My wife and I play mixed doubles together on my USTA Mixed 55+ team. The team played in a major tournament this month, and Kathy and I played very well in our first two matches against the competition walking off court winners, but the third match was a different story.
When we began the final match, I thought, “Aw we can handle these players, no problem.” Well, it didn’t turn out that way. They whooped us. During their play against us, I grew increasingly frustrated, unable to muster what was necessary to counter their strategy. Afterward, I mentally fussed and fumed a bit about what went wrong and what I should have done differently to turn that match around.
During my prayers for peace, I saw clearly that victory was not about the score, but about moral and spiritual lessons learned. I pondered the question, “What can I learn from this match that will make me a better player?” And I easily came up with technique I needed to improve, and more effective strategy to employ. And I committed myself to making these improvements over the coming weeks. As I found the gain to rejoice over, I eventually came to the conclusion that I was very grateful for these opponents and our experience together, because they were giving me the opportunity to become a better player. And that’s what counts most in the long run.
This insight reinforced my understanding that the most important gain in life is not a material accomplishment, like a higher score, more money, more fame, or a one-up on another. It’s what we learn morally and spiritually.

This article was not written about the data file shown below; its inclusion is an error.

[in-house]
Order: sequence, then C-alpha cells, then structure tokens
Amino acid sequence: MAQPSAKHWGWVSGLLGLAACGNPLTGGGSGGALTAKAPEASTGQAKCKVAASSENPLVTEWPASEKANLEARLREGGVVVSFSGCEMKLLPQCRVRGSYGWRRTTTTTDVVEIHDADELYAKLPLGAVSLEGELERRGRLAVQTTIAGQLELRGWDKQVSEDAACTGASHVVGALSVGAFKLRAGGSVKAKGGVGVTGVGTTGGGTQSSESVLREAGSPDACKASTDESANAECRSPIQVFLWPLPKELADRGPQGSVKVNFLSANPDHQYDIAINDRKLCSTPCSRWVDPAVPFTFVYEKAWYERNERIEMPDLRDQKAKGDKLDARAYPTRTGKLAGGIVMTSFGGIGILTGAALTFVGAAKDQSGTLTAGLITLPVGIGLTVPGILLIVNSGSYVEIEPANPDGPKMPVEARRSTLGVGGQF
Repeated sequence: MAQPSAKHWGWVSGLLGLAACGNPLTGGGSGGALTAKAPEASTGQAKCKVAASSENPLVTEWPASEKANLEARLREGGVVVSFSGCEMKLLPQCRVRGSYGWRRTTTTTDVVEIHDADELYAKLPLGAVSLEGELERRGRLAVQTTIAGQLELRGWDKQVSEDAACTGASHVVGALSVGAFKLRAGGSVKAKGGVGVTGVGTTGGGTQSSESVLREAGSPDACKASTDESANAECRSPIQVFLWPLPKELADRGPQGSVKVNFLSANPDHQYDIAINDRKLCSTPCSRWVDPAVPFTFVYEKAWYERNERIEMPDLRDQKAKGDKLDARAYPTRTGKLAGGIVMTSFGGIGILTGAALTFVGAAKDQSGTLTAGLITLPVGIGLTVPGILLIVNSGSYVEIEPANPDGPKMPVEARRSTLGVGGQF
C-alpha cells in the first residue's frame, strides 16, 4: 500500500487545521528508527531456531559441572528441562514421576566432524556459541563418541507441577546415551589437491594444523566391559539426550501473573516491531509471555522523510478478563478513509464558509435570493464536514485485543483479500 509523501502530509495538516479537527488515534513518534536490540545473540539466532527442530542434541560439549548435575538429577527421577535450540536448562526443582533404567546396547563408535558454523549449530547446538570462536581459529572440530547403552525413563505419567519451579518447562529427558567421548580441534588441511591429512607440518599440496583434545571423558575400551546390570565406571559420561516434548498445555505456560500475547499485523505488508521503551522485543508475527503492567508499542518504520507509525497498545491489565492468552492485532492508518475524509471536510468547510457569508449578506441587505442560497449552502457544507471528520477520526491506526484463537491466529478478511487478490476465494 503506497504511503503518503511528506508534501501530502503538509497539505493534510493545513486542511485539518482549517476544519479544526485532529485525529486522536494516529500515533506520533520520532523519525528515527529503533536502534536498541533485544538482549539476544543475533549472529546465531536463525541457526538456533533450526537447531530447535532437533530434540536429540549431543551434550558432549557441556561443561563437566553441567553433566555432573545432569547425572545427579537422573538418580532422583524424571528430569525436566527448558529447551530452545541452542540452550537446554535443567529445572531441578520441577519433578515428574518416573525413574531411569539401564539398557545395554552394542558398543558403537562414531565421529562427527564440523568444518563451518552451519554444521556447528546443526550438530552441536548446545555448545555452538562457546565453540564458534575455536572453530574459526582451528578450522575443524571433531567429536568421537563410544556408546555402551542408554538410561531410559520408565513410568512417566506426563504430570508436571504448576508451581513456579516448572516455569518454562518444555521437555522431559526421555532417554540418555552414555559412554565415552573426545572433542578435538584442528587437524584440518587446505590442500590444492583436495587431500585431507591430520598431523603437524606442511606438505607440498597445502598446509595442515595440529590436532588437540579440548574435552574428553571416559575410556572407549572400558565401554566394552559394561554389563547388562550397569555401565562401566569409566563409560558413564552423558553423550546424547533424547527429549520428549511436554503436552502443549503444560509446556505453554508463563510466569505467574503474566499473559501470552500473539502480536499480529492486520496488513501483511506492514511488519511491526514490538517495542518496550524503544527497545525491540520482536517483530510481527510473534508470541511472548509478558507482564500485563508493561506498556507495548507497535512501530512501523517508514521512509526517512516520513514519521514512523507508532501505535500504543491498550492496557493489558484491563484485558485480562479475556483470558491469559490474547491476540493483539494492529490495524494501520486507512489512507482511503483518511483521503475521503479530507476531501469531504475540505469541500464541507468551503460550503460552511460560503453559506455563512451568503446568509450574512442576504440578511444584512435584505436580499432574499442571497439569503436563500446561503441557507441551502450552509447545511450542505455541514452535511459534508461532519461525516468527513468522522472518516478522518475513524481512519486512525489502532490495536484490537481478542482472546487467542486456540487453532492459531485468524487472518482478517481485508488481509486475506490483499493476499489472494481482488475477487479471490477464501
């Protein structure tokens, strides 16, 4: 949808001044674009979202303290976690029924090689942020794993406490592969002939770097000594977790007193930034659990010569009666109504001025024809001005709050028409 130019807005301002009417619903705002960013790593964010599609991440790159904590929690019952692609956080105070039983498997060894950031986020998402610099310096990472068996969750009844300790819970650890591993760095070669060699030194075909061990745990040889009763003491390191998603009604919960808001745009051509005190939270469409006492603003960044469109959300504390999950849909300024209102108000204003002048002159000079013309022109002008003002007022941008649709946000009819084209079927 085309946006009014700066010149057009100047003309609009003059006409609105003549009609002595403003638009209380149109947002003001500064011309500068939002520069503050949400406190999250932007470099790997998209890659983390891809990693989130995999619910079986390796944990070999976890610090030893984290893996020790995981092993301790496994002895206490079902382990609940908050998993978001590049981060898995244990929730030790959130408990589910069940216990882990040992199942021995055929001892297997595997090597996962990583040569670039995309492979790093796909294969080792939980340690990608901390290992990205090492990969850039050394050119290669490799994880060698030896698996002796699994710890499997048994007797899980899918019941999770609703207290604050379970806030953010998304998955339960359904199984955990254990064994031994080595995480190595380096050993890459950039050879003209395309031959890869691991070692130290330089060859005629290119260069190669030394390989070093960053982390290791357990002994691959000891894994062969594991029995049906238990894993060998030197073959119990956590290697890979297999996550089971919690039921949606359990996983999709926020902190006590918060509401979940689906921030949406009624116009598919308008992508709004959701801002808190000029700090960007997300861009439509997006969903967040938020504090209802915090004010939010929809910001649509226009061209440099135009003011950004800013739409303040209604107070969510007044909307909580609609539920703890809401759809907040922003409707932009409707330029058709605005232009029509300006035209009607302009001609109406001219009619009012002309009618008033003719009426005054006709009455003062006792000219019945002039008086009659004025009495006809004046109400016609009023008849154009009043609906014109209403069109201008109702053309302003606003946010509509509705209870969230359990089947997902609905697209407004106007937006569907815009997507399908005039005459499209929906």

At the end of our time on earth what we possess spiritually is all that matters. Everything else is left behind. So, the faster we grow in Spirit along the way, the better off we are in the long run. It’s the moral and spiritual lessons we learn that are far and above the most important gain we can claim from any experience we have, no matter how good or bad it looks on the surface.
In light of this spiritual truth, there is no such thing as loss. What appears to be loss is pure opportunity to gain a chance to become a better person, a better player, a wiser and more informed thinker, a more spiritually enlightened doer.
God is always with us. God is always blessing us. God is always supporting us, encouraging us, and providing whatever we need to move onward and upward. There is never a loss from God’s point of view. When we seek the spiritual gain, and not ruminate over a belief of loss, we come out of every experience a winner.
Look for the gain in the face of loss! It’s a rule for life.
Oh, and BTW, my team did win the tournament to become the Eastern Washington State Mixed doubles champions in our level. Now, it’s onto sectionals where I’m sure there will be even more lessons to learn!